Lauren Godles and I testified yesterday before the City Council on legislation that could have a significant impact on tenants – especially low-income tenants – throughout the District of Columbia: Bill 20-569, the Air Pollution Disclosure and Reduction Act of 2013. The Bill includes requirements for landlords to disclose information about mold in residential housing to their tenants. It also grants authority to the District Department of the Environment (DDOE) to issue regulations for the inspection and citation of mold.
Far too many of Legal Aid’s housing clients struggle with mold in their homes. They are rightfully concerned about the significant deleterious effects of mold on their own health and the health of their families. In some cases, doctors or other health care providers have warned the tenants that the presence of mold in their homes may be causing new health problems or exacerbating pre-existing conditions such as asthma. These health effects are particularly acute for the elderly, young children, and individuals already in poor health – groups that too often are living in poverty and struggling simply to maintain their housing. Our clients also are frustrated because there is currently no law or regulation in the District that directly addresses mold in rental housing. As a result, District agencies do not and will not inspect or cite landlords for mold, leaving tenants with few legal remedies to address this serious housing condition.
Our written and oral testimony yesterday was the latest milestone in our continued efforts to advocate on behalf of our clients on this issue. Almost three years ago, one of our then-legal assistants, Theresa Anderson, authored a blog entry citing the problem that this legislation tries to address: that tenants in D.C. cannot turn to any District agency to get their landlords to remediate mold infestation. Neither DDOE nor the Department of Consumer and Regulatory Affairs has been willing to take the lead on developing regulations or doing anything else to hold landlords accountable. In September 2011, Legal Aid received a Flom Incubator Grant from the Skadden Fellowship Foundation to dedicate additional resources to litigating housing cases that involved conditions of mold or bedbug infestation.
More recently, a little over a year ago, I testified on these same issues affecting our client community before the D.C. Council’s Committee on the Environment, Public Works, and Transportation, at a Public Oversight Roundtable on Air Quality. And for the past six months, Legal Aid has been working with other housing advocates from across the District to draft a comprehensive legislative proposal that would empower and require that DDOE promulgate and enforce regulations on disclosure and elimination of mold in residential properties.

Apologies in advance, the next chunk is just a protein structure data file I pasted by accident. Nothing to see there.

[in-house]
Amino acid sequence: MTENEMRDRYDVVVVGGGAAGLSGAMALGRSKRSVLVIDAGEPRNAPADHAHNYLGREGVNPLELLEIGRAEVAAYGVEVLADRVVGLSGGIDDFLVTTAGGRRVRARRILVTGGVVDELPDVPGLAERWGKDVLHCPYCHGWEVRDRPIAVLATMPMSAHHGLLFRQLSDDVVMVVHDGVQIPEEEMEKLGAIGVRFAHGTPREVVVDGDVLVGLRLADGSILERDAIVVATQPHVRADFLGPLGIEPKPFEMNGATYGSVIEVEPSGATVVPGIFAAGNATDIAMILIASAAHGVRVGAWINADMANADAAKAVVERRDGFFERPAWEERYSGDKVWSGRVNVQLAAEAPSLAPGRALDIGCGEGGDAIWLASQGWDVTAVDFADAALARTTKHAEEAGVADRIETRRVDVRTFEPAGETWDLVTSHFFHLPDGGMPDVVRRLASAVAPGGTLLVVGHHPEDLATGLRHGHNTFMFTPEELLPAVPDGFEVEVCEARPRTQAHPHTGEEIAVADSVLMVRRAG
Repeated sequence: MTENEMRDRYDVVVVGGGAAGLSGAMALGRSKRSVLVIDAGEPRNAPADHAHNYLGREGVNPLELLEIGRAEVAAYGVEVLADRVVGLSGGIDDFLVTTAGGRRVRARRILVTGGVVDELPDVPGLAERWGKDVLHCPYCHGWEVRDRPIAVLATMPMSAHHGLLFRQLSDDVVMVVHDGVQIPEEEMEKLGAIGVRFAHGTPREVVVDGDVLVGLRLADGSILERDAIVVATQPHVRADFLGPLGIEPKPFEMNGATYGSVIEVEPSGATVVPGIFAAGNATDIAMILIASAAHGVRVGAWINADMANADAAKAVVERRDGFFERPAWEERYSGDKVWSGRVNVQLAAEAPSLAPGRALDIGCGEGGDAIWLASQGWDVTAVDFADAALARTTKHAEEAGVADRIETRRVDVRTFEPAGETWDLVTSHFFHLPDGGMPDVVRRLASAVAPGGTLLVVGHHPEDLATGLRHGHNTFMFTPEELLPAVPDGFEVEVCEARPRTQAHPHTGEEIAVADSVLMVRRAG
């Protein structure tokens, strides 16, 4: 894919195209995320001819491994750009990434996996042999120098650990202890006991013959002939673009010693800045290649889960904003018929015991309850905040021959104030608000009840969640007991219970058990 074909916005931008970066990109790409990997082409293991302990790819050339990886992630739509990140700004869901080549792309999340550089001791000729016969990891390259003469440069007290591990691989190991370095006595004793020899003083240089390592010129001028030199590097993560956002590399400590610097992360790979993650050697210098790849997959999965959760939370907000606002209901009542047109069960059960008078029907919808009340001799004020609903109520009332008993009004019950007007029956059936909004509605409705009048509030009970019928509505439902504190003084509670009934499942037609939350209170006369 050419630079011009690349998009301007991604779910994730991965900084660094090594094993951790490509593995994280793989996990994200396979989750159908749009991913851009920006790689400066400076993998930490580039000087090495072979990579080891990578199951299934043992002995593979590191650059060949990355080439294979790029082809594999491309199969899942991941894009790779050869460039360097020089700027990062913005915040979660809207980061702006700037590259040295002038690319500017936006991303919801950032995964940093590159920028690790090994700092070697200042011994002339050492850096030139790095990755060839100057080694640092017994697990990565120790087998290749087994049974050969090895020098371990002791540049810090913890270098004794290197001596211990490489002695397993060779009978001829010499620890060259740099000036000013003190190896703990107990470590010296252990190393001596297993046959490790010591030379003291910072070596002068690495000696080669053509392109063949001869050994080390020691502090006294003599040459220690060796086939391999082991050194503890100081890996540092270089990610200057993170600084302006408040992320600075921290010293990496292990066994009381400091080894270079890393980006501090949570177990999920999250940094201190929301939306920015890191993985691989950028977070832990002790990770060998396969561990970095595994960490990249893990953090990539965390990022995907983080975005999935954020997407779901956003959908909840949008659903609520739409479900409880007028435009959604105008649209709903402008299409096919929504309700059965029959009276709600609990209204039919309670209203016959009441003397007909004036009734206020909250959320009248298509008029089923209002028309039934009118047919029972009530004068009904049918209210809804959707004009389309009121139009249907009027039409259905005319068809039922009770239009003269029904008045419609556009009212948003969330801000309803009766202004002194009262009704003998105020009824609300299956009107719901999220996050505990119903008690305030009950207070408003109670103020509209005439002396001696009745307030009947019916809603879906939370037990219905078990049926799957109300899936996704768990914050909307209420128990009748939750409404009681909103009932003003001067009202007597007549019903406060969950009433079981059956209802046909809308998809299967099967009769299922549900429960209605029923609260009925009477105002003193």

Yesterday was an opportunity to share with the Council our clients’ experiences with mold and the expertise that Legal Aid has developed while representing and advocating on behalf of our clients over the years. Lauren – in her Council début – shared photographs and stories from several of Legal Aid’s many clients affected by mold. (Those photos she included as exhibits in her testimony can be seen above.) In my testimony, I stated Legal Aid’s position that while the pending bill is an important first step to recognize and address mold, it can and should be strengthened in various respects. We made specific recommendations about ways to further strengthen and clarify the proposed disclosure requirements. We also recommended that the Council amend the current bill to create comprehensive mold legislation, including a broad definition of mold with rebuttable presumptions; clear responsibilities for landlords with respect to disclosure and remediation; remedies for tenants when their landlords fail to remediate or disclose mold; and clear authority, funding, and enforcement tools to DDOE for successful implementation of the law.